Friday, January 29, 2010
This article is authored and owned entirely by my wife Jeanette Stonecipher.
Why were the Willowbrooks able to exist? I believe that the intentions of the medical professionals were to have a safe, comfortable and productive environment for places like Willowbrook, but instead "professionals" were hired to run these facilities. There lack of training and burn out was a contributing factor that social workers and caregivers experienced. Compounding this problem is that legislation was not in place to protect individuals who were placed in these institutions.
If Kennedy stated they were snake pits in the late 1960's and Geraldo went in with his hidden camera in 1972, why did it take till 1987 to close it down completely? History has shown us that when it comes to making changes within social and health situations our government is slow to react. In my state of Washington, non-profit agencies have advocated to our state legislators for several years to close our mental institutions. Western State Hospital is currently one of the largest mental institutions in the nation. According to Wikipedia (2009), "Western State Hospital is a mental hospital on the former Fort Steilacoom in Lakewood, Washington. The largest psychiatric hospital west of the Mississippi, it is administered by Washington State Department of Social and Health Services (DSHS). It opened in 1871, predating statehood by almost twenty years, and is the second oldest state institution after the University of Washington.  For about three months in 1944 and much of 1945-1950 (except for a brief parole in 1946), actress Frances Farmer was committed there by her mother.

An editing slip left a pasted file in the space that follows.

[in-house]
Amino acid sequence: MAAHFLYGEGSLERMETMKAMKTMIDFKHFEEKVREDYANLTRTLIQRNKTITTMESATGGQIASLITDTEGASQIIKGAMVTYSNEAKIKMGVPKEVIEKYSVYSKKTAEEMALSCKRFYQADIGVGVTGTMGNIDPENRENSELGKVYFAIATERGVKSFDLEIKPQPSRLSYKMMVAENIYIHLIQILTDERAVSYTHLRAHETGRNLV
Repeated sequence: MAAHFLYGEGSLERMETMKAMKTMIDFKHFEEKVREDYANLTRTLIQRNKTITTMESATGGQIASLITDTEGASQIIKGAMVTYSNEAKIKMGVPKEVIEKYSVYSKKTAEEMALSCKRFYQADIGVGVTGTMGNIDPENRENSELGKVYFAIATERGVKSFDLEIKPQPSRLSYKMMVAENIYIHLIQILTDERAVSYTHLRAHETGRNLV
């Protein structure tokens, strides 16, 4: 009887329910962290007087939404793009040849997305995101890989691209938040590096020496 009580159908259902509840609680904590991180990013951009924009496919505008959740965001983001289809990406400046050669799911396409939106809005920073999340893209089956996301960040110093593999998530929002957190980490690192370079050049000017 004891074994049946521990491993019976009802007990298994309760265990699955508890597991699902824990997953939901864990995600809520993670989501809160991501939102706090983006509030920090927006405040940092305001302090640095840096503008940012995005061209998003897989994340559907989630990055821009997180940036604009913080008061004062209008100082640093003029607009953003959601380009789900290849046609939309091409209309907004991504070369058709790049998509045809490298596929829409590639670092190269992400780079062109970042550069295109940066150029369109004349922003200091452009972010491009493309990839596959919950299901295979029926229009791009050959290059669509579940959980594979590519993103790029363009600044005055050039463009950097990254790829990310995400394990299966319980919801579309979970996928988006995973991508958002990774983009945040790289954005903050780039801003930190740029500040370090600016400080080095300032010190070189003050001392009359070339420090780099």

According to my co-worker who has an adult child that has disability issues, she used this institution for respite. My co-worker was extremely angry when she knew that Western State Hospital was in the process of closing its doors. I have heard from professionals as well as those who argue that Western State Hospital should remain. There argument is based from advocates that the sprawling grounds provide patients the opportunity to enjoy the plush greenery. If the patients were forced to live in community based housing, they would lose the beautiful Western Washington Grounds. In my opinion, this argument is a backwards way of thinking. This thinking continues to de-humanize the perception of people with intellectual disabilities. All people with disabilities should be afforded the right to choose to live in community based housing. They should have the right to choose where to live, who their friends are and have community access just as anyone else would.
What does this type of treatment of individuals tells me about what we thought of disabilities is that maybe society thought people were subhuman and didn’t have any rights. Parents felt they didn’t have any options and may not have wanted to know what was going on. Parents didn’t question authority because doctors and social workers are they experts.
For more on Disability issues see my friend Carol at Journey through the Cortex: Journey Through My GI System Continued: I get a Barium Swallow
Journey through the Cortex: Journey Through My GI System Continued: I get a Barium Swallow